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Saturday, July 22

Jazz Legend: Django Reinhardt

Jean Baptiste "Django" Reinhardt (January 23, 1910 - May 16, 1953) was a Belgian Gypsy jazz musician who descended from the Sinti, a Roma related tribe of nomads living in Northwest Europe.

Reinhardt spent most of his youth in Belgian gypsy encampments, close to Paris. As a youngster he was already performing at dance halls in Paris. He played the banjo, the guitar and the violin. At the age of 18 he was injured in a fire, though he survived the accident pretty well, the third and fourth digits of his fretting hand were burned badly.

In 1934, Louis Vola formed the Quintette du Hot Club de France with Django, violinist Stéphane Grappelli, Joseph Reinhardt and Roger Chaput on guitar, and Louis Vola on bass. The concept of lead guitar (Django) and rhythm guitar (Joseph and Roger) was first used with the Quintette du Hot Club de France. Without percussion instruments, they used the rhythm guitars to serve this purpose.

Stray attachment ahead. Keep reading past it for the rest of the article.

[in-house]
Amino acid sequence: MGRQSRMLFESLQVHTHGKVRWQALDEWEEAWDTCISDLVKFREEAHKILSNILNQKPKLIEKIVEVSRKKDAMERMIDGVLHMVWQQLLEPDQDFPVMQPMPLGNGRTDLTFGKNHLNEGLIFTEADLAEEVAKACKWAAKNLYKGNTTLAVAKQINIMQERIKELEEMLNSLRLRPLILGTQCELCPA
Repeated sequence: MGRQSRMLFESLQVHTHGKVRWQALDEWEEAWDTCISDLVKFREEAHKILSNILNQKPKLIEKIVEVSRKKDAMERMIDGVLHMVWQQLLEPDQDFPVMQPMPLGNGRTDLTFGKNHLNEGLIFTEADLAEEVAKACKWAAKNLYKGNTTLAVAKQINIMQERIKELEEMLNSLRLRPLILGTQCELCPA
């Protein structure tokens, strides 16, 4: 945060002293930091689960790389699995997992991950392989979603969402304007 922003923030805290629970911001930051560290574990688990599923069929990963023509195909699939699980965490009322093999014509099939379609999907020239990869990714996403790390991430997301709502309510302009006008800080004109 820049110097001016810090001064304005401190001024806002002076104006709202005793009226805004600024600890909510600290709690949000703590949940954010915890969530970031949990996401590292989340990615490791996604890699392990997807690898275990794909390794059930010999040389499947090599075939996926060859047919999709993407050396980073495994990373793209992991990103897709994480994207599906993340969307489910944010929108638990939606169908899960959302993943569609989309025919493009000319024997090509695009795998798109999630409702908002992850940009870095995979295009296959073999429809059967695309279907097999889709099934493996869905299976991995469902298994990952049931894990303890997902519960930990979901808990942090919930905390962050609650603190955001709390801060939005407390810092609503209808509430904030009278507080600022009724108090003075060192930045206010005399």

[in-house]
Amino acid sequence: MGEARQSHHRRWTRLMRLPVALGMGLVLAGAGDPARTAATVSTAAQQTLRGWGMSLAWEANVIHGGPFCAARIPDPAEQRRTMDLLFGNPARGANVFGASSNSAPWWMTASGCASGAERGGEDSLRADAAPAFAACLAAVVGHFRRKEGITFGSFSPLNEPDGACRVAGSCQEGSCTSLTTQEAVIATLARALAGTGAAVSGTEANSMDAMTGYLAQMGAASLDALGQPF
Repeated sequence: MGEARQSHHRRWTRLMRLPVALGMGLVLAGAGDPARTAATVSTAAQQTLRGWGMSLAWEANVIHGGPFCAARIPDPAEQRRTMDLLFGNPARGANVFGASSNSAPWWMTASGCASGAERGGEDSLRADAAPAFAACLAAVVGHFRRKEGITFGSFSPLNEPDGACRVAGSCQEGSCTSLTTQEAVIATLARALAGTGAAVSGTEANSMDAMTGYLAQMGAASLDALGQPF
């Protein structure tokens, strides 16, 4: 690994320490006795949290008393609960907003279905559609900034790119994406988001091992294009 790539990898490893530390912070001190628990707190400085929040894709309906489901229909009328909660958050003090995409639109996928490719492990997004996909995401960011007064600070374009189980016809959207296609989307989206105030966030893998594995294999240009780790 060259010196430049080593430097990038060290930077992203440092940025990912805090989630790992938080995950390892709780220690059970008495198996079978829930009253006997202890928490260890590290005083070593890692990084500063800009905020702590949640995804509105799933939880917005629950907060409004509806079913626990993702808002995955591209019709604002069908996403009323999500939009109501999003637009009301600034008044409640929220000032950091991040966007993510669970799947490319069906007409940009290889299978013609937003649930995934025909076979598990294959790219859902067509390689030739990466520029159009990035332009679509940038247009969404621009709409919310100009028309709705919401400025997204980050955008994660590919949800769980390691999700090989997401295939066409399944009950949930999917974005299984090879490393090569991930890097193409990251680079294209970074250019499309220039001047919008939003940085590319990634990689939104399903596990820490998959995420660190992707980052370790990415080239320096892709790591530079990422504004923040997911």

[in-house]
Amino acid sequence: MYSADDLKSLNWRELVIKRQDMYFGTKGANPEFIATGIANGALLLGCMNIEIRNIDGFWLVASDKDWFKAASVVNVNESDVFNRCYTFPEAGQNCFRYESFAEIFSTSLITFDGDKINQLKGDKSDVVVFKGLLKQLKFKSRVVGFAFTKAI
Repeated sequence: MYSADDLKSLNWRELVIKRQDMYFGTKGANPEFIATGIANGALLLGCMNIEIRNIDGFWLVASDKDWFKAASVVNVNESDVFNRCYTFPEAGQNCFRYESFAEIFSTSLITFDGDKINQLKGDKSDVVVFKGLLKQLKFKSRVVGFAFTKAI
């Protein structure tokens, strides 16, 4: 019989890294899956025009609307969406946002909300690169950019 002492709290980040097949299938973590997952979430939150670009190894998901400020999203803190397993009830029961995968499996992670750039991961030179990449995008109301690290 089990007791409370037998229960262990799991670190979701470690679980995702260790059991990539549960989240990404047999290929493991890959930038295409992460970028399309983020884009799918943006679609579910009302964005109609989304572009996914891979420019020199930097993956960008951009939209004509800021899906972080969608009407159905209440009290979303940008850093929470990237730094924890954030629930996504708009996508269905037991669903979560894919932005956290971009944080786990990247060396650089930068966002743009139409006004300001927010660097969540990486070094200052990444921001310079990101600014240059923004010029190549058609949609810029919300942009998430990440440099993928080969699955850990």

During the Second World War, the Quintette toured in the UK. While Grappelli decided to stay, Reinhardt returned to Europe and reformed the Quintette. Clarinetist Hubert Rostaing replaced Grappelli.

At that time, the Nazis were systematically persecuting jews, gypsies, handicapped and political opponents, in order to deport and eliminate them. Unlike many other gypsies, Reinhardt did not perish in concentration camps (Never Forget!). He was helped by Dietrich "Doktor Jazz" Schulz-Köhn, a Luftwaffe official that admired Django's music.

When the war was over, Reinhardt rejoined Grappelli in the UK and they went on to tour the USA, opening for Ellington and playing at Carnegie Hall. However Reinhardt toured with Ellington, he didn't get the attention he was hoping for, so with broken dreams he returned to the continent.

After returning to France, he formed a new band with sax, trumpet, piano, bass and drums, and continued composing.

In 1951, he retired to Samois sur Seine, where nowadays the Festival Django Reinhardt is held (vids). He was one of the first internationaly known European jazz musicians.

Django Reinhardt "Django et Compagnie" (JiP 11)

Django Reinhardt "Swing from Paris" (JiP 12)

Django Reinhardt "Swing 39" (JiP 13)

Django Reinhardt "Swing 48" (JiP 58)

Django Reinhardt "Solos, Duets, Trios and Quartets"

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